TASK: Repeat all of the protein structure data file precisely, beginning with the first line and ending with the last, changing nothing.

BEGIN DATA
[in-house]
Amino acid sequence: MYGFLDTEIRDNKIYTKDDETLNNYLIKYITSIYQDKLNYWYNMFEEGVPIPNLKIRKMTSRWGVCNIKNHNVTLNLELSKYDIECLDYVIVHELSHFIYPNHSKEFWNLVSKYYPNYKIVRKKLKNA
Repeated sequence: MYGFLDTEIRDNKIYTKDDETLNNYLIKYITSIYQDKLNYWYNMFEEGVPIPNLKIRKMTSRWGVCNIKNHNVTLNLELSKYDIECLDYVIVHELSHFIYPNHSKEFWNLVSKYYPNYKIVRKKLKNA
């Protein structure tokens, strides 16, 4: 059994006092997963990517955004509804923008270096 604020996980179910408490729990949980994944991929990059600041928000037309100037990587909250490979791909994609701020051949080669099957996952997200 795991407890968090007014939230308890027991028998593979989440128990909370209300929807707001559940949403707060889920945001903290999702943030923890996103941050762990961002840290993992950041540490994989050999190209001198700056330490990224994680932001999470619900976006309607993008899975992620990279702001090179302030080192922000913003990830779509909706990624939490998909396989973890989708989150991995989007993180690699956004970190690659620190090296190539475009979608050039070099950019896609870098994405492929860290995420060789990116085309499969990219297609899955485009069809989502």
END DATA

[in-house]
Amino acid sequence: MYGFLDTEIRDNKIYTKDDETLNNYLIKYITSIYQDKLNYWYNMFEEGVPIPNLKIRKMTSRWGVCNIKNHNVTLNLELSKYDIECLDYVIVHELSHFIYPNHSKEFWNLVSKYYPNYKIVRKKLKNA
Repeated sequence: MYGFLDTEIRDNKIYTKDDETLNNYLIKYITSIYQDKLNYWYNMFEEGVPIPNLKIRKMTSRWGVCNIKNHNVTLNLELSKYDIECLDYVIVHELSHFIYPNHSKEFWNLVSKYYPNYKIVRKKLKNA
């Protein structure tokens, strides 16, 4: 059994006092997963990517955004509804923008270096 604020996980179910408490729990949980994944991929990059600041928000037309100037990587909250490979791909994609701020051949080669099957996952997200 795991407890968090007014939230308890027991028998593979989440128990909370209300929807707001559940949403707060889920945001903290999702943030923890996103941050762990961002840290993992950041540490994989050999190209001198700056330490990224994680932001999470619900976006309607993008899975992620990279702001090179302030080192922000913003990830779509909706990624939490998909396989973890989708989150991995989007993180690699956004970190690659620190090296190539475009979608050039070099950019896609870098994405492929860290995420060789990116085309499969990219297609899955485009069809989502």